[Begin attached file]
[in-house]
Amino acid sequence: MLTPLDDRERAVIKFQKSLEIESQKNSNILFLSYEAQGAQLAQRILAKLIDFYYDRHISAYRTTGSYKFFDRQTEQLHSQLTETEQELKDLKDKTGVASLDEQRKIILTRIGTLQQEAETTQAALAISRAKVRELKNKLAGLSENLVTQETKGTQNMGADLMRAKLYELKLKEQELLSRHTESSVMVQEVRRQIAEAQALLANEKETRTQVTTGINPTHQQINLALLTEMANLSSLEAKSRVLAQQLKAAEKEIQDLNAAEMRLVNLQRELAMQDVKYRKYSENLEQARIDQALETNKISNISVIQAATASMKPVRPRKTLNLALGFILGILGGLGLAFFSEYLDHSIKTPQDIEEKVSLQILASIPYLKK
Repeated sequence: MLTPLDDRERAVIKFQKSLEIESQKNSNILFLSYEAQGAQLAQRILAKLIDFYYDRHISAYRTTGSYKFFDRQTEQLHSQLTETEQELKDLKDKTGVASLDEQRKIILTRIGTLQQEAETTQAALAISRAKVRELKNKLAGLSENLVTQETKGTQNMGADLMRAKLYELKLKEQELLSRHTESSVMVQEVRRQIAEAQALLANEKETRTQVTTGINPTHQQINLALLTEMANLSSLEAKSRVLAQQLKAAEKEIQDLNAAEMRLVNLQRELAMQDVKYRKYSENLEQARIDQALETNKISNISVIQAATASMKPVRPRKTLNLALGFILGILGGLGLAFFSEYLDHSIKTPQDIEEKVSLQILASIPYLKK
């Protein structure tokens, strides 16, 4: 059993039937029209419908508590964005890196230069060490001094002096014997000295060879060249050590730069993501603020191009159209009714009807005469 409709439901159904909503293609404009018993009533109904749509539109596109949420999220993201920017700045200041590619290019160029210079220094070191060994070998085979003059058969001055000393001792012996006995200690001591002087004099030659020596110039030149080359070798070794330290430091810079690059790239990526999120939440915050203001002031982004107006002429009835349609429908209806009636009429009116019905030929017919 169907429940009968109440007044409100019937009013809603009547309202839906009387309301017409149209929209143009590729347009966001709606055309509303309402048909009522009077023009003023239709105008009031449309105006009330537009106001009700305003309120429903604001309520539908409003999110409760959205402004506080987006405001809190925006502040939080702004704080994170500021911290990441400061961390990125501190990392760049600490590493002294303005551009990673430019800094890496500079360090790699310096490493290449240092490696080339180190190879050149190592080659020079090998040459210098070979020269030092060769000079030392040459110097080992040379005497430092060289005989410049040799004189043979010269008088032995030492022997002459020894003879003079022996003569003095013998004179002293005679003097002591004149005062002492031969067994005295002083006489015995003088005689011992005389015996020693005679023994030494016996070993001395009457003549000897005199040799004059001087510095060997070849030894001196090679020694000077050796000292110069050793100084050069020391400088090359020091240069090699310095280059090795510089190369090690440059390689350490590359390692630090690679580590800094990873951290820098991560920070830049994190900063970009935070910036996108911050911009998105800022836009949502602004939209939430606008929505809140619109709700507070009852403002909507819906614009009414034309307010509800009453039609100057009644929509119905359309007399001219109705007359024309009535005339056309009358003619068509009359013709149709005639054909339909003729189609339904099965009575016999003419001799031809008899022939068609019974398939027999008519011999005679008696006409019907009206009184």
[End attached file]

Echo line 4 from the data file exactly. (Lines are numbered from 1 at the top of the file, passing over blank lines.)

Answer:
């Protein structure tokens, strides 16, 4: 059993039937029209419908508590964005890196230069060490001094002096014997000295060879060249050590730069993501603020191009159209009714009807005469 409709439901159904909503293609404009018993009533109904749509539109596109949420999220993201920017700045200041590619290019160029210079220094070191060994070998085979003059058969001055000393001792012996006995200690001591002087004099030659020596110039030149080359070798070794330290430091810079690059790239990526999120939440915050203001002031982004107006002429009835349609429908209806009636009429009116019905030929017919 169907429940009968109440007044409100019937009013809603009547309202839906009387309301017409149209929209143009590729347009966001709606055309509303309402048909009522009077023009003023239709105008009031449309105006009330537009106001009700305003309120429903604001309520539908409003999110409760959205402004506080987006405001809190925006502040939080702004704080994170500021911290990441400061961390990125501190990392760049600490590493002294303005551009990673430019800094890496500079360090790699310096490493290449240092490696080339180190190879050149190592080659020079090998040459210098070979020269030092060769000079030392040459110097080992040379005497430092060289005989410049040799004189043979010269008088032995030492022997002459020894003879003079022996003569003095013998004179002293005679003097002591004149005062002492031969067994005295002083006489015995003088005689011992005389015996020693005679023994030494016996070993001395009457003549000897005199040799004059001087510095060997070849030894001196090679020694000077050796000292110069050793100084050069020391400088090359020091240069090699310095280059090795510089190369090690440059390689350490590359390692630090690679580590800094990873951290820098991560920070830049994190900063970009935070910036996108911050911009998105800022836009949502602004939209939430606008929505809140619109709700507070009852403002909507819906614009009414034309307010509800009453039609100057009644929509119905359309007399001219109705007359024309009535005339056309009358003619068509009359013709149709005639054909339909003729189609339904099965009575016999003419001799031809008899022939068609019974398939027999008519011999005679008696006409019907009206009184």